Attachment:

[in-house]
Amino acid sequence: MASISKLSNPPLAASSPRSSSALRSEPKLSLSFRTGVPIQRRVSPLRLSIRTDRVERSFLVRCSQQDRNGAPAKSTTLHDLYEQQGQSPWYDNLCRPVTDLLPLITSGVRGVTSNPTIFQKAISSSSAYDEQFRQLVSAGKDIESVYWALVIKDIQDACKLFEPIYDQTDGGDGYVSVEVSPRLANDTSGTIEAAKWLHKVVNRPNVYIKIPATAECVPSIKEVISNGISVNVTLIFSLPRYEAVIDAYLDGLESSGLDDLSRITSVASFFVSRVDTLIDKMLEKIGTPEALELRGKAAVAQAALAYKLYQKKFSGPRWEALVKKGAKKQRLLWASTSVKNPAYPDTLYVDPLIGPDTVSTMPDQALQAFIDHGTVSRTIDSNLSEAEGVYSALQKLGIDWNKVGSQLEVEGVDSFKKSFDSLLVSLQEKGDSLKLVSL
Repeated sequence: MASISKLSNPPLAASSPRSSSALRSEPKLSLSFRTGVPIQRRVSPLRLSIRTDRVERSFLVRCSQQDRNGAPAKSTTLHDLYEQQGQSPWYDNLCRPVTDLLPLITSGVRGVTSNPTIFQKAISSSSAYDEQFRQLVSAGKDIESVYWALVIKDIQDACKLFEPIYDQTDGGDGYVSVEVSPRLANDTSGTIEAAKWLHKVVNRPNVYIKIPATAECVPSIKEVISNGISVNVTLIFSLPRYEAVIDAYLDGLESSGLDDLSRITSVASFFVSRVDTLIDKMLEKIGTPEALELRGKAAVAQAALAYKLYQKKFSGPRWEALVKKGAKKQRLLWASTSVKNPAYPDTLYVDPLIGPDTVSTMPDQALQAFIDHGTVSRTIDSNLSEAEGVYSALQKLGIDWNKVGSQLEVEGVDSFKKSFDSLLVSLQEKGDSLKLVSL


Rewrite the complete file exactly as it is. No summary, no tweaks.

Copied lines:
[in-house]
Amino acid sequence: MASISKLSNPPLAASSPRSSSALRSEPKLSLSFRTGVPIQRRVSPLRLSIRTDRVERSFLVRCSQQDRNGAPAKSTTLHDLYEQQGQSPWYDNLCRPVTDLLPLITSGVRGVTSNPTIFQKAISSSSAYDEQFRQLVSAGKDIESVYWALVIKDIQDACKLFEPIYDQTDGGDGYVSVEVSPRLANDTSGTIEAAKWLHKVVNRPNVYIKIPATAECVPSIKEVISNGISVNVTLIFSLPRYEAVIDAYLDGLESSGLDDLSRITSVASFFVSRVDTLIDKMLEKIGTPEALELRGKAAVAQAALAYKLYQKKFSGPRWEALVKKGAKKQRLLWASTSVKNPAYPDTLYVDPLIGPDTVSTMPDQALQAFIDHGTVSRTIDSNLSEAEGVYSALQKLGIDWNKVGSQLEVEGVDSFKKSFDSLLVSLQEKGDSLKLVSL
Repeated sequence: MASISKLSNPPLAASSPRSSSALRSEPKLSLSFRTGVPIQRRVSPLRLSIRTDRVERSFLVRCSQQDRNGAPAKSTTLHDLYEQQGQSPWYDNLCRPVTDLLPLITSGVRGVTSNPTIFQKAISSSSAYDEQFRQLVSAGKDIESVYWALVIKDIQDACKLFEPIYDQTDGGDGYVSVEVSPRLANDTSGTIEAAKWLHKVVNRPNVYIKIPATAECVPSIKEVISNGISVNVTLIFSLPRYEAVIDAYLDGLESSGLDDLSRITSVASFFVSRVDTLIDKMLEKIGTPEALELRGKAAVAQAALAYKLYQKKFSGPRWEALVKKGAKKQRLLWASTSVKNPAYPDTLYVDPLIGPDTVSTMPDQALQAFIDHGTVSRTIDSNLSEAEGVYSALQKLGIDWNKVGSQLEVEGVDSFKKSFDSLLVSLQEKGDSLKLVSL